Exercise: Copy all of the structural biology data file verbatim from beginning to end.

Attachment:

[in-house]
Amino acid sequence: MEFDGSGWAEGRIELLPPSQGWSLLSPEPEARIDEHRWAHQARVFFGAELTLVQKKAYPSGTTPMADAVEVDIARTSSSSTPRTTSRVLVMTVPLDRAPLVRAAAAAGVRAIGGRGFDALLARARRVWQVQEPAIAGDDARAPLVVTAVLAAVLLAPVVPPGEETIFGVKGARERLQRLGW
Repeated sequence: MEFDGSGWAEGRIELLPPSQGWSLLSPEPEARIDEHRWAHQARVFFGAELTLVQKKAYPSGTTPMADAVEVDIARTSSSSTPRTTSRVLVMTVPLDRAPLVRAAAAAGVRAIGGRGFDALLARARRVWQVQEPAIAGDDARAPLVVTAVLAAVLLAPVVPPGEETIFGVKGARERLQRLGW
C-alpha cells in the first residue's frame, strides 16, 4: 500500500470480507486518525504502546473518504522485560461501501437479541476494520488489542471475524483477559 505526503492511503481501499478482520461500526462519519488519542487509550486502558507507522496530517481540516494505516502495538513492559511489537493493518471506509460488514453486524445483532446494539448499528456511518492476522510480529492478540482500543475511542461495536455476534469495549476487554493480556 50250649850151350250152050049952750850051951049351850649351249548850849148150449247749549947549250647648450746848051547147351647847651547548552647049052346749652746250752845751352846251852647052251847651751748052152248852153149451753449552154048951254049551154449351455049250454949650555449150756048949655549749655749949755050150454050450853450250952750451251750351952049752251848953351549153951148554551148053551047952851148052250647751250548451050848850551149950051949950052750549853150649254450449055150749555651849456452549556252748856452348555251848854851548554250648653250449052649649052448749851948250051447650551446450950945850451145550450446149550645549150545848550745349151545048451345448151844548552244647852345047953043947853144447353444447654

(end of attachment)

[in-house]
Amino acid sequence: MEFDGSGWAEGRIELLPPSQGWSLLSPEPEARIDEHRWAHQARVFFGAELTLVQKKAYPSGTTPMADAVEVDIARTSSSSTPRTTSRVLVMTVPLDRAPLVRAAAAAGVRAIGGRGFDALLARARRVWQVQEPAIAGDDARAPLVVTAVLAAVLLAPVVPPGEETIFGVKGARERLQRLGW
Repeated sequence: MEFDGSGWAEGRIELLPPSQGWSLLSPEPEARIDEHRWAHQARVFFGAELTLVQKKAYPSGTTPMADAVEVDIARTSSSSTPRTTSRVLVMTVPLDRAPLVRAAAAAGVRAIGGRGFDALLARARRVWQVQEPAIAGDDARAPLVVTAVLAAVLLAPVVPPGEETIFGVKGARERLQRLGW
C-alpha cells in the first residue's frame, strides 16, 4: 500500500470480507486518525504502546473518504522485560461501501437479541476494520488489542471475524483477559 505526503492511503481501499478482520461500526462519519488519542487509550486502558507507522496530517481540516494505516502495538513492559511489537493493518471506509460488514453486524445483532446494539448499528456511518492476522510480529492478540482500543475511542461495536455476534469495549476487554493480556 50250649850151350250152050049952750850051951049351850649351249548850849148150449247749549947549250647648450746848051547147351647847651547548552647049052346749652746250752845751352846251852647052251847651751748052152248852153149451753449552154048951254049551154449351455049250454949650555449150756048949655549749655749949755050150454050450853450250952750451251750351952049752251848953351549153951148554551148053551047952851148052250647751250548451050848850551149950051949950052750549853150649254450449055150749555651849456452549556252748856452348555251848854851548554250648653250449052649649052448749851948250051447650551446450950945850451145550450446149550645549150545848550745349151545048451345448151844548552244647852345047953043947853144447353444447654